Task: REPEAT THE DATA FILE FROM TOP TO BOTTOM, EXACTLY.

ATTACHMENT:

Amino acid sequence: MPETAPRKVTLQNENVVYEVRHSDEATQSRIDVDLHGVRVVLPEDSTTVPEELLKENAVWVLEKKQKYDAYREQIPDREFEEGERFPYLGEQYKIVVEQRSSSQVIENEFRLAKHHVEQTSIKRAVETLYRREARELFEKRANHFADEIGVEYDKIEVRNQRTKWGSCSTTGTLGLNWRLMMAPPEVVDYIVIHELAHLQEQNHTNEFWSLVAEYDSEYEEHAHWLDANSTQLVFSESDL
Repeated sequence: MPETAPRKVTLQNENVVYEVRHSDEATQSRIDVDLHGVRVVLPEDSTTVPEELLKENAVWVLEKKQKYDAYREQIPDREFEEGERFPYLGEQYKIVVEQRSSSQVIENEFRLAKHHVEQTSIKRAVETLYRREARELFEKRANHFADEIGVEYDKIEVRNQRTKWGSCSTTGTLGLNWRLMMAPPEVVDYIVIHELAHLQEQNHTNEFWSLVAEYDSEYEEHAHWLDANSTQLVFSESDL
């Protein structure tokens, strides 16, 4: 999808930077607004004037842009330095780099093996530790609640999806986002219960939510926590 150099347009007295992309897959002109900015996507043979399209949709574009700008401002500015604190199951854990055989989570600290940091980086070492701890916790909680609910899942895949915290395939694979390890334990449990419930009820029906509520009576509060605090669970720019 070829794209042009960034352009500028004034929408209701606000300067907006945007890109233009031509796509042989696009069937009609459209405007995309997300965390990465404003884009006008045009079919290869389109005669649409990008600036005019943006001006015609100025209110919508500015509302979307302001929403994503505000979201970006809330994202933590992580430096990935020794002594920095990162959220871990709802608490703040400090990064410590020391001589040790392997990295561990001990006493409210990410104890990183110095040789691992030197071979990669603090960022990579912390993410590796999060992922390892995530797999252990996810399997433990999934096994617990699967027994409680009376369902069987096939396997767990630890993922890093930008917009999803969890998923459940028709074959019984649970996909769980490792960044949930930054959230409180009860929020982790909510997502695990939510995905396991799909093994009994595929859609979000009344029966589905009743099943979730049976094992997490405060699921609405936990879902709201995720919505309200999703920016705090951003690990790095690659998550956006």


Amino acid sequence: MPETAPRKVTLQNENVVYEVRHSDEATQSRIDVDLHGVRVVLPEDSTTVPEELLKENAVWVLEKKQKYDAYREQIPDREFEEGERFPYLGEQYKIVVEQRSSSQVIENEFRLAKHHVEQTSIKRAVETLYRREARELFEKRANHFADEIGVEYDKIEVRNQRTKWGSCSTTGTLGLNWRLMMAPPEVVDYIVIHELAHLQEQNHTNEFWSLVAEYDSEYEEHAHWLDANSTQLVFSESDL
Repeated sequence: MPETAPRKVTLQNENVVYEVRHSDEATQSRIDVDLHGVRVVLPEDSTTVPEELLKENAVWVLEKKQKYDAYREQIPDREFEEGERFPYLGEQYKIVVEQRSSSQVIENEFRLAKHHVEQTSIKRAVETLYRREARELFEKRANHFADEIGVEYDKIEVRNQRTKWGSCSTTGTLGLNWRLMMAPPEVVDYIVIHELAHLQEQNHTNEFWSLVAEYDSEYEEHAHWLDANSTQLVFSESDL
């Protein structure tokens, strides 16, 4: 999808930077607004004037842009330095780099093996530790609640999806986002219960939510926590 150099347009007295992309897959002109900015996507043979399209949709574009700008401002500015604190199951854990055989989570600290940091980086070492701890916790909680609910899942895949915290395939694979390890334990449990419930009820029906509520009576509060605090669970720019 070829794209042009960034352009500028004034929408209701606000300067907006945007890109233009031509796509042989696009069937009609459209405007995309997300965390990465404003884009006008045009079919290869389109005669649409990008600036005019943006001006015609100025209110919508500015509302979307302001929403994503505000979201970006809330994202933590992580430096990935020794002594920095990162959220871990709802608490703040400090990064410590020391001589040790392997990295561990001990006493409210990410104890990183110095040789691992030197071979990669603090960022990579912390993410590796999060992922390892995530797999252990996810399997433990999934096994617990699967027994409680009376369902069987096939396997767990630890993922890093930008917009999803969890998923459940028709074959019984649970996909769980490792960044949930930054959230409180009860929020982790909510997502695990939510995905396991799909093994009994595929859609979000009344029966589905009743099943979730049976094992997490405060699921609405936990879902709201995720919505309200999703920016705090951003690990790095690659998550956006």